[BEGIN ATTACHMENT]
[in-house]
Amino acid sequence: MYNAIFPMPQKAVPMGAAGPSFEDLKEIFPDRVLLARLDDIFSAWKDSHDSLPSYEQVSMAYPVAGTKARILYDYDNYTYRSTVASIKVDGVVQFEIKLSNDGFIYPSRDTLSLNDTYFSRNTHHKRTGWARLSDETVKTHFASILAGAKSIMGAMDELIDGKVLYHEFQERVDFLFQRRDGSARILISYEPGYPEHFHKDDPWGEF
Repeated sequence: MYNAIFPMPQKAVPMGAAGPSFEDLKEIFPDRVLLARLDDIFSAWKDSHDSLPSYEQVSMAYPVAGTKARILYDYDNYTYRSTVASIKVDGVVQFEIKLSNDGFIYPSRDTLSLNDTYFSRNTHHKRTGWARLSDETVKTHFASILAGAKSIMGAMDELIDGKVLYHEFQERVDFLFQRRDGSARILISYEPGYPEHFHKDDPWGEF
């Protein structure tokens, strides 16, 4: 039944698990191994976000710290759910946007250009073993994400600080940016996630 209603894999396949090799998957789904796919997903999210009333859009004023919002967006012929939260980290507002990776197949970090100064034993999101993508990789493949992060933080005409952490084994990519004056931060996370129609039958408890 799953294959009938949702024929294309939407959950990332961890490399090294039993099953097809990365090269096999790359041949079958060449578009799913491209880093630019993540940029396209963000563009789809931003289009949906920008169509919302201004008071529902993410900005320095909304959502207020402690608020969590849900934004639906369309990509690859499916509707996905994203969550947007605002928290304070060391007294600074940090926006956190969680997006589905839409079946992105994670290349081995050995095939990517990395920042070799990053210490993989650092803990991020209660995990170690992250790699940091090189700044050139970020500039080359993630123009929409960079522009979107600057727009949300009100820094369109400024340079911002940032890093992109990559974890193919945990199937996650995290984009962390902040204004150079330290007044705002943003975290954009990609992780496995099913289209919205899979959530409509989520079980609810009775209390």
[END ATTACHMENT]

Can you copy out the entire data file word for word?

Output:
[in-house]
Amino acid sequence: MYNAIFPMPQKAVPMGAAGPSFEDLKEIFPDRVLLARLDDIFSAWKDSHDSLPSYEQVSMAYPVAGTKARILYDYDNYTYRSTVASIKVDGVVQFEIKLSNDGFIYPSRDTLSLNDTYFSRNTHHKRTGWARLSDETVKTHFASILAGAKSIMGAMDELIDGKVLYHEFQERVDFLFQRRDGSARILISYEPGYPEHFHKDDPWGEF
Repeated sequence: MYNAIFPMPQKAVPMGAAGPSFEDLKEIFPDRVLLARLDDIFSAWKDSHDSLPSYEQVSMAYPVAGTKARILYDYDNYTYRSTVASIKVDGVVQFEIKLSNDGFIYPSRDTLSLNDTYFSRNTHHKRTGWARLSDETVKTHFASILAGAKSIMGAMDELIDGKVLYHEFQERVDFLFQRRDGSARILISYEPGYPEHFHKDDPWGEF
């Protein structure tokens, strides 16, 4: 039944698990191994976000710290759910946007250009073993994400600080940016996630 209603894999396949090799998957789904796919997903999210009333859009004023919002967006012929939260980290507002990776197949970090100064034993999101993508990789493949992060933080005409952490084994990519004056931060996370129609039958408890 799953294959009938949702024929294309939407959950990332961890490399090294039993099953097809990365090269096999790359041949079958060449578009799913491209880093630019993540940029396209963000563009789809931003289009949906920008169509919302201004008071529902993410900005320095909304959502207020402690608020969590849900934004639906369309990509690859499916509707996905994203969550947007605002928290304070060391007294600074940090926006956190969680997006589905839409079946992105994670290349081995050995095939990517990395920042070799990053210490993989650092803990991020209660995990170690992250790699940091090189700044050139970020500039080359993630123009929409960079522009979107600057727009949300009100820094369109400024340079911002940032890093992109990559974890193919945990199937996650995290984009962390902040204004150079330290007044705002943003975290954009990609992780496995099913289209919205899979959530409509989520079980609810009775209390």